For those of you reading BP and Under The Knife for the first time thanks to our Free Preview Week, what I do here is to take a look at baseball through the lens of sports medicine. Injuries aren’t just ‘part of the game’ as most have conceded over the years. The hard work of both players and medical staffs can make a big difference in whether a team wins or loses. Whether it’s one game, or over the course of an entire season, there’s a high correlation between team health and team results. I don’t read the news and guess; I have a team of consultants and I go directly to my sources—team trainers, doctors, and officials who understand exactly what’s going on—who often quite literally have their hands on the situation. I’m here nearly every day talking with these people, gathering the best possible information so that you’ll know what’s up—both with the real teams you follow and the fantasy teams you manage. In addition to all of the analysis, stats, and information that you find with your BP subscription, you’ll get the best injury information in the industry. Moreover, I always try to answer emails—my address is at the bottom of every column. Powered by our upcoming Ballpark Event in Tampa on August 29th, on to the injuries:

Curt Schilling (180 DXL)

Schilling is trying to put me out of a job. That’s because if every player or every team would be this transparent about their injuries, I’d have nothing to talk about. Schilling’s done for the season, so there’s no advantage or disadvantage to in this transparency. It might help him in discussions with teams next year, but I doubt that’s his motive. Schilling’s surgical recap says it all, so I’ll just point out the interesting parts. First, Schilling states that other pitchers have had tenodesis done before. I don’t know who they are, but I’d be very curious to have some comparables to help gauge our expectations. Second, and most applicable to other cases, is how Schilling’s labrum tore, or rather re-tore. That Schilling could pitch for nearly a decade with a repaired shoulder is impressive, but his labrum showed almost no sign of the previous injury. Granted, this event was more significant than the original, but both the healing and the degree of tearing is one of the reasons that labrum injuries are so tough to evaluate. Finally, I’m going to disagree with Schilling on his assessment about when he tore his labrum. I think it happened late in his no-hit bid, and that he didn’t feel it because of the adrenaline. Going that deep, that hard, with underlying existing damage, was the likeliest culprit, and makes what he did afterwards a bit more understandable. Pitchers do amazing things!

Roy Oswalt (30 DXL)

What the Astros are saying and what the medical information tells us about Oswalt are two different things. Oswalt was responsible for trying to pitch through what was thought to be just a mild hip strain, but beyond this muscle injury, Oswalt also has a disc problem in his lower back that’s causing some radiating pain down into his leg. Cecil Cooper continues to give blank quotes about Oswalt getting on the mound, but this one is going to take longer than most are saying. Oswalt always pitches—and pitches well—through injury, but when he’s shut down, that means that it’s serious enough that the medical staff is, as one put it, “blocking the exits.” Look for Oswalt to push to come back early, and with the Astros insisting that they’re not out of the race, they’ll probably let him. Considering how bad he looked in his last one-inning stint, that’s not going to be pretty.

Fausto Carmona (60 DXL)

For some idea on how long just a hip adductor strain can keep someone out, the Astros need only look to Carmona. He’s finally back on a mound after nearly two months on the shelf. Carmona had a mild setback along the way, though the Indians record has guided their pace as well. Carmona will throw on the side Monday in Anaheim in front of Eric Wedge and Lonnie Soloff after his rehab start went well over the weekend. He could be back in the rotation immediately, which would slot him in Friday, or given his performance at Double-A, they could elect to give him one more minor league start. One observer at that game in Akron said that Carmona didn’t look to be pitching much, just trying to get in his work. We’ll have a solid idea by this time tomorrow. Carmona likely won’t get many wins, but he has a chance to put in 9-10 starts before the end of the season, returning some value to those that drafted him high.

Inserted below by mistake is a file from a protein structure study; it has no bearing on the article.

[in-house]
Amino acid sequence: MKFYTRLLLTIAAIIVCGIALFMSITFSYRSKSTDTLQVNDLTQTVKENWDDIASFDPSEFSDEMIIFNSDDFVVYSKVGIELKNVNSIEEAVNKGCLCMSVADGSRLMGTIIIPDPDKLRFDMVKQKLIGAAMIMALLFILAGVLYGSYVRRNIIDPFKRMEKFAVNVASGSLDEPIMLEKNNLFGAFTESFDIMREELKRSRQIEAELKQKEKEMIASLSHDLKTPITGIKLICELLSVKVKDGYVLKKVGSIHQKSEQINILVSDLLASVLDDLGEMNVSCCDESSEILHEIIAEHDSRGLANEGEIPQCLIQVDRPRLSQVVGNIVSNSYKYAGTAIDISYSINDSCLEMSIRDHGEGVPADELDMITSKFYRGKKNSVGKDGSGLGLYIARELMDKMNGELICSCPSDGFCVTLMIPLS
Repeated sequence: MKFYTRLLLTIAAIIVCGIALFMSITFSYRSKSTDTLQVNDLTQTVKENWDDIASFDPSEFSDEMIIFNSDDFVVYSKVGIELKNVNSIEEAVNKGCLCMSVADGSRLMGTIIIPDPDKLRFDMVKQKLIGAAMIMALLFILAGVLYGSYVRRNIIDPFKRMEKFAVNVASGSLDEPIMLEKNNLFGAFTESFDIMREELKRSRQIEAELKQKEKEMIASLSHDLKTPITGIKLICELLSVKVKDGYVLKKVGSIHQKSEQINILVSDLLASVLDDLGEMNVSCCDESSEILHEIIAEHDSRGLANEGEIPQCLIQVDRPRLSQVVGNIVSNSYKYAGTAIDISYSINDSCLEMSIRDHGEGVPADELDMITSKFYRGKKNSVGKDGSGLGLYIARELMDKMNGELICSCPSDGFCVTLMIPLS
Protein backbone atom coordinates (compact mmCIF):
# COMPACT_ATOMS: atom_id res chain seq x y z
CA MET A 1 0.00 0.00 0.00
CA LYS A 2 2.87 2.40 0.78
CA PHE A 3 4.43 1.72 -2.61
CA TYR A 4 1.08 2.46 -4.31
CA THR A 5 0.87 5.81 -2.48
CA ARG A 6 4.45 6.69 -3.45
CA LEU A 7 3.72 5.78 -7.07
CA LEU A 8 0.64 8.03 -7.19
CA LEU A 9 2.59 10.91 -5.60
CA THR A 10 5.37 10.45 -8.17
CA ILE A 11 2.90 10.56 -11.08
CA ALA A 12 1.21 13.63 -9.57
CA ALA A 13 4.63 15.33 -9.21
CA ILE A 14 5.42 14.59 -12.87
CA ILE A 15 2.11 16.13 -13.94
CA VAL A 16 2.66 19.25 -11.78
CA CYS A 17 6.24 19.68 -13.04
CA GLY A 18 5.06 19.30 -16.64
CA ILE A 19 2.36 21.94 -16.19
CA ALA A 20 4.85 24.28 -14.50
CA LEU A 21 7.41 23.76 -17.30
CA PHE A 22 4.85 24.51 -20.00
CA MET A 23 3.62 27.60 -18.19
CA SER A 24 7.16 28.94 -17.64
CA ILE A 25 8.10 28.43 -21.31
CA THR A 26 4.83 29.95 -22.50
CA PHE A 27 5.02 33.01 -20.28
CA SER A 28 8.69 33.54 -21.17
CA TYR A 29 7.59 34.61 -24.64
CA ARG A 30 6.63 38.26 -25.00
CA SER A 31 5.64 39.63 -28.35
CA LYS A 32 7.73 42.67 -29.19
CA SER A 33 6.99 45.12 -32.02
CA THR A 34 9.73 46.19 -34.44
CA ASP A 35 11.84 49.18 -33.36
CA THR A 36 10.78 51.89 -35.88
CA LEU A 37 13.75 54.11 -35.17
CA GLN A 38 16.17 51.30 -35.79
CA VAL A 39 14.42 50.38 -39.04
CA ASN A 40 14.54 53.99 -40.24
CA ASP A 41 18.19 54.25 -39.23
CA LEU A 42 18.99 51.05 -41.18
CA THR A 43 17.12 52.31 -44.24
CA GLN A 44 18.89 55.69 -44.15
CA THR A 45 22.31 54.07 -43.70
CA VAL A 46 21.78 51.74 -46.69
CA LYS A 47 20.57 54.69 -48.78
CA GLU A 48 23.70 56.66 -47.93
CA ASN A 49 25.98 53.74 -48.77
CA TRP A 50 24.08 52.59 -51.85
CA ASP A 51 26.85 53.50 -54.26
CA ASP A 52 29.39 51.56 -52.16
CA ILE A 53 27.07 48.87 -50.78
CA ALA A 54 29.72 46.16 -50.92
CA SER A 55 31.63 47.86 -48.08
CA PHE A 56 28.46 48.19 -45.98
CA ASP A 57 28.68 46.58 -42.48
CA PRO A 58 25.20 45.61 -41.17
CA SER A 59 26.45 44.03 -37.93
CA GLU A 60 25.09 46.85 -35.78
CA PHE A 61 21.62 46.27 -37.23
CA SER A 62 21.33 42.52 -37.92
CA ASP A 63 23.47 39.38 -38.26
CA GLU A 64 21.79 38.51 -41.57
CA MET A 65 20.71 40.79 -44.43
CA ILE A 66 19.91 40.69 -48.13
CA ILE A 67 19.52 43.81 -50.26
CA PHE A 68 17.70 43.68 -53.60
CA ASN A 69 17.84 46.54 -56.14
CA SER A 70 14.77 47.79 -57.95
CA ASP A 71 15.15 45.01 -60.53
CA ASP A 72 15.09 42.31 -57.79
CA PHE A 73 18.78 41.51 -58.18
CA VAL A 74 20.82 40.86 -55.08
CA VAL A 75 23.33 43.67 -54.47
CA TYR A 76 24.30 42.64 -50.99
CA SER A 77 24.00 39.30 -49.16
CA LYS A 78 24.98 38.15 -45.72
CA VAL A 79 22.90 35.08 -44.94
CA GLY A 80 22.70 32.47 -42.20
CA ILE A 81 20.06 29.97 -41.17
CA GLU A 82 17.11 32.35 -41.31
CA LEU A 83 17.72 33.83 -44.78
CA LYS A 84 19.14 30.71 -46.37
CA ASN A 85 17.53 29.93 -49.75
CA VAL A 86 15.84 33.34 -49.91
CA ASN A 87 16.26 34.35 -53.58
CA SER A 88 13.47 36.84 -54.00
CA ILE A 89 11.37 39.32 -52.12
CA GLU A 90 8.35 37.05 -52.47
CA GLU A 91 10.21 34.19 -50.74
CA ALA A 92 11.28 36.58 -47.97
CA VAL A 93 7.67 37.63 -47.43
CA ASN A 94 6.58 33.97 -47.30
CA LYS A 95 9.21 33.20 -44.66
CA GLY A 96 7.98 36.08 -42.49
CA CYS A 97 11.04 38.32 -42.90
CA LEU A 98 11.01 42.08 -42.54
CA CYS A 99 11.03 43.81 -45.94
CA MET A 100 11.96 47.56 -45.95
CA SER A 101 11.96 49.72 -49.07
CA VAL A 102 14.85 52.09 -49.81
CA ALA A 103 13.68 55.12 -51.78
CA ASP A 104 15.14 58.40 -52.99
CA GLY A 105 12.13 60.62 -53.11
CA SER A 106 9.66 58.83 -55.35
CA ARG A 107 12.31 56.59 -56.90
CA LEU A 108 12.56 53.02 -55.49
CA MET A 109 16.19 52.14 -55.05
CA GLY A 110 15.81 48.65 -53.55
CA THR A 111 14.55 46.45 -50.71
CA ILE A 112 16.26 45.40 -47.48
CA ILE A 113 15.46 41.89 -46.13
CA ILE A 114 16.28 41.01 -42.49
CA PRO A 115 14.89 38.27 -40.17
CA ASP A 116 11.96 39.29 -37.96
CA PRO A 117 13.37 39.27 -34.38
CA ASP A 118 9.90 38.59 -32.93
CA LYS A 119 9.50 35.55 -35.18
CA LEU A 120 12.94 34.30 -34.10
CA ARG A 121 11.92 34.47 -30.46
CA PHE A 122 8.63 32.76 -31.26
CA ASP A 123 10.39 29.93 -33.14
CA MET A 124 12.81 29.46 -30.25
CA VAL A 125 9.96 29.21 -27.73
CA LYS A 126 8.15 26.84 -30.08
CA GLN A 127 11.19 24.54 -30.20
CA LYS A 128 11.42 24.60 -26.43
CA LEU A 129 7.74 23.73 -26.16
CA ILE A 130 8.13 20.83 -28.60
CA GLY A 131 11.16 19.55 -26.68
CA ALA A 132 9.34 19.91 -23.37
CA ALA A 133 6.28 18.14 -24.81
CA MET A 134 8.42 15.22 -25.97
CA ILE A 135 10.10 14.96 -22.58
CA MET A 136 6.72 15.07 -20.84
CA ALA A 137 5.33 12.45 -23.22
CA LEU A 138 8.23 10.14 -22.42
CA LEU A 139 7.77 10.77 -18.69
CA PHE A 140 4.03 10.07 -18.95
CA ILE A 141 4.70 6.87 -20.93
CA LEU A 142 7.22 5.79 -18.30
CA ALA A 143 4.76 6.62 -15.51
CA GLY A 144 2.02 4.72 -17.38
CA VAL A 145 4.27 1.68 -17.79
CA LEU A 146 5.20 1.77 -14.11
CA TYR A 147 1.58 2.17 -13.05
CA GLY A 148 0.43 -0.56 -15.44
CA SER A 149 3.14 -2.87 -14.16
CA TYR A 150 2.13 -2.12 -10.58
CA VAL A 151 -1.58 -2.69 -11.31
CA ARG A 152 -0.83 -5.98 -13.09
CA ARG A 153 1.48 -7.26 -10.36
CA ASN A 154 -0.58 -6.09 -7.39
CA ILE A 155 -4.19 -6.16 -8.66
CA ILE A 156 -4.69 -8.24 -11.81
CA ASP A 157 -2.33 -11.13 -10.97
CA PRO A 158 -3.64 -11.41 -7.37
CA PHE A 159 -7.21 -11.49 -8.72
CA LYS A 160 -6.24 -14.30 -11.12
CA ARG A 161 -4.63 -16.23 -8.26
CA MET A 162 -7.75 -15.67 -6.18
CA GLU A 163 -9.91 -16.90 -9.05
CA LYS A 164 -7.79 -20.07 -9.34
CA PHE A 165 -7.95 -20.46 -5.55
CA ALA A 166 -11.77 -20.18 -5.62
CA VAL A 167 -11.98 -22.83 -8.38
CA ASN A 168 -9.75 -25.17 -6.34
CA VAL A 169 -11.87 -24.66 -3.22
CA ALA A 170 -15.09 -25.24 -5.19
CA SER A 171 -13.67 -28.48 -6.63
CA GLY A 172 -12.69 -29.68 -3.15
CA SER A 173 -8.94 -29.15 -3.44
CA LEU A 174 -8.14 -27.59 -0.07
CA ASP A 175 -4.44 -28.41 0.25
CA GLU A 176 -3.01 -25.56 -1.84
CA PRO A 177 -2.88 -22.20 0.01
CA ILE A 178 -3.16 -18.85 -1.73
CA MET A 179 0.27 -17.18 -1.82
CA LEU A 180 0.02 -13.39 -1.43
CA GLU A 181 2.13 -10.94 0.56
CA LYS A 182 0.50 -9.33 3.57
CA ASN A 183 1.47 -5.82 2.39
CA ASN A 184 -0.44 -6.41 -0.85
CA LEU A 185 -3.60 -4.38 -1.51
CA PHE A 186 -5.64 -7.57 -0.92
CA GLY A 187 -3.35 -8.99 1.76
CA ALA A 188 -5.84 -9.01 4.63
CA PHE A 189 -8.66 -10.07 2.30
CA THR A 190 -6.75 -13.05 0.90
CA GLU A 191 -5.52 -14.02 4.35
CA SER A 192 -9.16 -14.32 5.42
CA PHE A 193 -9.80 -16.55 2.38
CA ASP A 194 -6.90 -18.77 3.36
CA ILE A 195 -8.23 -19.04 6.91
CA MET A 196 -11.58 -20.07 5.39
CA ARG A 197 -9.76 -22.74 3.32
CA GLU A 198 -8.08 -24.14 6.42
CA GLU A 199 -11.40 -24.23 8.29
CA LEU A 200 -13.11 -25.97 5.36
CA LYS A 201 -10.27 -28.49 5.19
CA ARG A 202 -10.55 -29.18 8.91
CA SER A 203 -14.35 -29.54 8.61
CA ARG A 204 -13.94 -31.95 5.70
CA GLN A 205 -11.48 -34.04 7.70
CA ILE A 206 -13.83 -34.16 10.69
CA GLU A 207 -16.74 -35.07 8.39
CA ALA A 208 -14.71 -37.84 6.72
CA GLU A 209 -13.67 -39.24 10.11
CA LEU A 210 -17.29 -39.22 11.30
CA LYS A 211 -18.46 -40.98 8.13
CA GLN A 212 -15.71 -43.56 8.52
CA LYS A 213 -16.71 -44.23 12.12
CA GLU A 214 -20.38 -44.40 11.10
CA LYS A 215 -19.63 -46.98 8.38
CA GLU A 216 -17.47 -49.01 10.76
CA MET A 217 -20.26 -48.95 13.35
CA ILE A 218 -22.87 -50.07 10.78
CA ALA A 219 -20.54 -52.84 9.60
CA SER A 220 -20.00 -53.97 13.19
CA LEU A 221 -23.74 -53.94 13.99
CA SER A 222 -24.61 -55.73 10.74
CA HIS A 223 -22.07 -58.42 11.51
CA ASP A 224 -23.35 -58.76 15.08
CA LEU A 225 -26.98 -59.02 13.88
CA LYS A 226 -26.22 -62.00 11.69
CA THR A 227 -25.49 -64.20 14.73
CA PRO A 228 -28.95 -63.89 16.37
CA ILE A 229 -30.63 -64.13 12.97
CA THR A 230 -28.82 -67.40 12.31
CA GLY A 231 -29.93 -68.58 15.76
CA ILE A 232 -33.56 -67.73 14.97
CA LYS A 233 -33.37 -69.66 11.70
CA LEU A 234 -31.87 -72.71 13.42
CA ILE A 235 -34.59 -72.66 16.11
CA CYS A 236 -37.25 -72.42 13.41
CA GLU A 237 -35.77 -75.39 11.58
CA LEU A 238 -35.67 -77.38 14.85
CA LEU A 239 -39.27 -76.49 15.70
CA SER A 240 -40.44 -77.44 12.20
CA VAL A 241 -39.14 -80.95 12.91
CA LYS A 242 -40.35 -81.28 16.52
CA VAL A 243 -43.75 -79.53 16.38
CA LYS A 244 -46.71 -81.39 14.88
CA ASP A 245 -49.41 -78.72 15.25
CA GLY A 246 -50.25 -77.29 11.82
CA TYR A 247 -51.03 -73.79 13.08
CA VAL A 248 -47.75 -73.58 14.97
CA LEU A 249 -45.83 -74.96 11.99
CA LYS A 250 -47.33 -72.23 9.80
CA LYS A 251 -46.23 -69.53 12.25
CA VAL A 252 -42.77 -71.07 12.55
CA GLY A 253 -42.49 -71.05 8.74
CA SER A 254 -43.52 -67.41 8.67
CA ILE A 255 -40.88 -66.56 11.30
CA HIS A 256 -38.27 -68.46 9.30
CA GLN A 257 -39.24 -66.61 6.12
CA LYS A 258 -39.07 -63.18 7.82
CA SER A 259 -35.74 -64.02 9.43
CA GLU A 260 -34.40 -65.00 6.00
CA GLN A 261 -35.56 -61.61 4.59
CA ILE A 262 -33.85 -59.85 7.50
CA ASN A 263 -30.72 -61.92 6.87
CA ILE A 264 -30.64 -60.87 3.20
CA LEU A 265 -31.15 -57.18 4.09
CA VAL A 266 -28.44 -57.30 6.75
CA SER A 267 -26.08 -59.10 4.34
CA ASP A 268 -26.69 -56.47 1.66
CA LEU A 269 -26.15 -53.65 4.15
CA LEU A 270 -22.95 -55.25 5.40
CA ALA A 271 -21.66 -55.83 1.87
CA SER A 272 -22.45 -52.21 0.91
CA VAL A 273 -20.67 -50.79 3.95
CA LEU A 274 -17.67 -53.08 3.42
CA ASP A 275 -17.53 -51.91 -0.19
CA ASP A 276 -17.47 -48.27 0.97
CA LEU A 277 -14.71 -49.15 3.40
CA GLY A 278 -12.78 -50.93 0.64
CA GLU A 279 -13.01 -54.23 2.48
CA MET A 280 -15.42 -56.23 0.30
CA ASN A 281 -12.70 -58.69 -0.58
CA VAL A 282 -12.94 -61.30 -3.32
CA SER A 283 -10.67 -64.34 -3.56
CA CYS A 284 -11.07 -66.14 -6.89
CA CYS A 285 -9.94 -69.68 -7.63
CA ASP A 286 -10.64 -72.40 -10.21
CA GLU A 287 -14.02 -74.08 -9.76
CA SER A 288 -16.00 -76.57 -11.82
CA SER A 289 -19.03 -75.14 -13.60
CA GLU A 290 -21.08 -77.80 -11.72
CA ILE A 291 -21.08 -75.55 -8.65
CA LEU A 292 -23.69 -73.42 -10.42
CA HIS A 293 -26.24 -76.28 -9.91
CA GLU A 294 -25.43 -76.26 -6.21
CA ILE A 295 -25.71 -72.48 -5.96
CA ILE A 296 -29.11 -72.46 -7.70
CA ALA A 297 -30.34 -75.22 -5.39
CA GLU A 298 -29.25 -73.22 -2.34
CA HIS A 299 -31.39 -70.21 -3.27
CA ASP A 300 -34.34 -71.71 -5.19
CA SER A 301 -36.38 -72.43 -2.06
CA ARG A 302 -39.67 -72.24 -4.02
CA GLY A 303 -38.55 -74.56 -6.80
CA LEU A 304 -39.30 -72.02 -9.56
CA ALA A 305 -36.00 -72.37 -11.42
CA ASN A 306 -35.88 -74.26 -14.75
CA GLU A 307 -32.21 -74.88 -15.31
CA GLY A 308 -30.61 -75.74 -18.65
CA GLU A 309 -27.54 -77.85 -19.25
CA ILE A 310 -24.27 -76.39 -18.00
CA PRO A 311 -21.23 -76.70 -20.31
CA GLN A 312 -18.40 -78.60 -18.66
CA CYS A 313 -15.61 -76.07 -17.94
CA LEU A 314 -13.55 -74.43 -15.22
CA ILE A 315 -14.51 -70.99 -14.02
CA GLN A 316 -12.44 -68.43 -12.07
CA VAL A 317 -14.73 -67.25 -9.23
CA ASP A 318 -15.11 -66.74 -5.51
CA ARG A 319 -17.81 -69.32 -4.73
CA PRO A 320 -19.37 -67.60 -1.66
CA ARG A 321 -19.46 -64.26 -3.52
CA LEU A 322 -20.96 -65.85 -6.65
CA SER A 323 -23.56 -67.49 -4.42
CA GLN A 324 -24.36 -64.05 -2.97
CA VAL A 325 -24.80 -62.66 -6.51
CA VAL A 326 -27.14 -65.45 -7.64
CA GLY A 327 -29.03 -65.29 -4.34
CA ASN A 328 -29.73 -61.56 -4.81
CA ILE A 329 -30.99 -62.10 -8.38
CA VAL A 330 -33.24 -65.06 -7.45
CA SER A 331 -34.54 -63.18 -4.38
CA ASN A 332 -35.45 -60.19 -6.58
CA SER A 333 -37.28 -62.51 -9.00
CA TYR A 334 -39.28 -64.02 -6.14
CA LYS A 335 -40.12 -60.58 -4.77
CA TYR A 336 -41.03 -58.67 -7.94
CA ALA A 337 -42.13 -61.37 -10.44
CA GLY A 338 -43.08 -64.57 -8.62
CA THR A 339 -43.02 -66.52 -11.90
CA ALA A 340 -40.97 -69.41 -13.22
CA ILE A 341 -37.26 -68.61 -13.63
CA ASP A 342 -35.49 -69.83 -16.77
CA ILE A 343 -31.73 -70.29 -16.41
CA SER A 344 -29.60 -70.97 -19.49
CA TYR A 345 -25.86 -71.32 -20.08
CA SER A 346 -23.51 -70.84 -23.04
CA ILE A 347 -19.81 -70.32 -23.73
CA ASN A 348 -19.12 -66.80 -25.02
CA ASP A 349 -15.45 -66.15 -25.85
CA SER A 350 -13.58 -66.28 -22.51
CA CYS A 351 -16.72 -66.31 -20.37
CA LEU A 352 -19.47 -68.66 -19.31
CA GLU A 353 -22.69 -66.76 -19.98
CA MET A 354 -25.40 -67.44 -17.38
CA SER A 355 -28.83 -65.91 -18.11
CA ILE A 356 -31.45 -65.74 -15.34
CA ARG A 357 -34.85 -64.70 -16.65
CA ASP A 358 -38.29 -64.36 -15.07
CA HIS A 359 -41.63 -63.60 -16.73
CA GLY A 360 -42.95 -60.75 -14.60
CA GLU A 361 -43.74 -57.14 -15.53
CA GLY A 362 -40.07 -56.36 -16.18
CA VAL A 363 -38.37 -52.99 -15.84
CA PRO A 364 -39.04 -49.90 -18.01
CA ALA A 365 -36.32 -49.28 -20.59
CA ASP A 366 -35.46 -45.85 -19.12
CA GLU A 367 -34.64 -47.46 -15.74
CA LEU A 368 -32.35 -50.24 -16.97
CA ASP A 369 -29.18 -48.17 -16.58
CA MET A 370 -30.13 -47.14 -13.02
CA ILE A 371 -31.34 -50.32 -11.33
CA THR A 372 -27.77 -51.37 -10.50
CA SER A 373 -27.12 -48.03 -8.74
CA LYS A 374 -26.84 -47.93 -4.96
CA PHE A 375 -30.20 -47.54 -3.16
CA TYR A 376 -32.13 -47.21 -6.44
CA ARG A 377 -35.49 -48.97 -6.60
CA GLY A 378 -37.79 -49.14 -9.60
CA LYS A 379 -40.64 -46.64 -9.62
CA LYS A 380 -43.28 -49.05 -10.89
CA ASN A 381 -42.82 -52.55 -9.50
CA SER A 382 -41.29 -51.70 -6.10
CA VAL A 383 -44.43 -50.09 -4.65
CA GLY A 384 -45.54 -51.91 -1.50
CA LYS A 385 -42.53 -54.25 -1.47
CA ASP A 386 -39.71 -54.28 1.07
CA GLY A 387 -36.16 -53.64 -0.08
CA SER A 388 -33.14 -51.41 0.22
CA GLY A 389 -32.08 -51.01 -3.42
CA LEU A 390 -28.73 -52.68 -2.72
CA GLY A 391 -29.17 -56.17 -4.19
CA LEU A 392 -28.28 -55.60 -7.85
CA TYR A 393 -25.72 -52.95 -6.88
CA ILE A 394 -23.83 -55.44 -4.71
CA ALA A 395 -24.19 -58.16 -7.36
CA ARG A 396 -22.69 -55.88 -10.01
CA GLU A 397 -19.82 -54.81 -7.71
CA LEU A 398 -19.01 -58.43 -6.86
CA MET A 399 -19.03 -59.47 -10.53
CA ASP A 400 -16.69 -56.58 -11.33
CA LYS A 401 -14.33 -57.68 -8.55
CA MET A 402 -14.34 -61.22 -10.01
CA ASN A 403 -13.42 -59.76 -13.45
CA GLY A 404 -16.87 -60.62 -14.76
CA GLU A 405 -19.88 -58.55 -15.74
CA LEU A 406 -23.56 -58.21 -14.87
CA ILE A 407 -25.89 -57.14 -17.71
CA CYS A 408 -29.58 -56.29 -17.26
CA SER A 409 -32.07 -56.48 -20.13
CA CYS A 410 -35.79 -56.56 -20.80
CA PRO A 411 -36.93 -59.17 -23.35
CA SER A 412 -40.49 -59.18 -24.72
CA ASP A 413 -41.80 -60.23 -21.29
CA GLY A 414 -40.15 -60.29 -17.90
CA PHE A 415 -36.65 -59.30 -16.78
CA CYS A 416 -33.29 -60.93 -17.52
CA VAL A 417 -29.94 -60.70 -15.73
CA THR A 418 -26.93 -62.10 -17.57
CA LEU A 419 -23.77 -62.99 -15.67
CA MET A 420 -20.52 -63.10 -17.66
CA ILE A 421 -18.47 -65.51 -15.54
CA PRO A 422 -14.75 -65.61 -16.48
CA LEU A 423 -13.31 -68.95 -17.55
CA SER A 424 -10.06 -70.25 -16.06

Kerry Wood (15 DXL)

Alfonso Soriano (45 DXL)

Wood isn’t Josh Beckett, but the problem he has is the same. Wood’s blister simply isn’t healing enough to get him out on the mound without aggravating it and putting him back at square one. In Cubs Country, that means he’s hearing all the folk remedies and Moises Alou jokes he can handle. The blister isn’t serious long term, but with an already-creaking bullpen, missing Wood is putting more strain on it. He could go to the DL in a retro move that would only cost him a few more days—days he’ll likely need anyway—while allowing some extra help to be brought in. Carlos Marmol will get the save chances in the interim, but he’s already on pace to go 90 games, so any additional workload, especially in stressful situations, could end up being costly. The news is better on Soriano, as he’ll head out on a quick rehab assignment to get in some live swings in Arizona and perhaps Iowa, though there’s some discussion about activating him without the trip to Triple-A.

Trot Nixon (45 DXL)

The Mets continue to chase the Phillies, and they continue to have a gaping hole in their outfield. With Ryan Church still out with post-concussion syndrome, Nixon’s groin strain mysteriously morphed into hernia surgery. That sounds significantly worse, but the time difference isn’t as significant as one would think, and the recurrence risk is lower given modern techniques. Installation of a mesh support structure sounds painful, technical, and a bit science-fictiony, but it’s a common technique. Nixon could be back by mid-August, but with Fernando Tatis and Nick Evans as corner outfielders, everyone expects the Mets to go and get someone—anyone—to shore up the position, but they won’t panic, and are more likely to get a second tier outfielder in hopes that Church is able to return.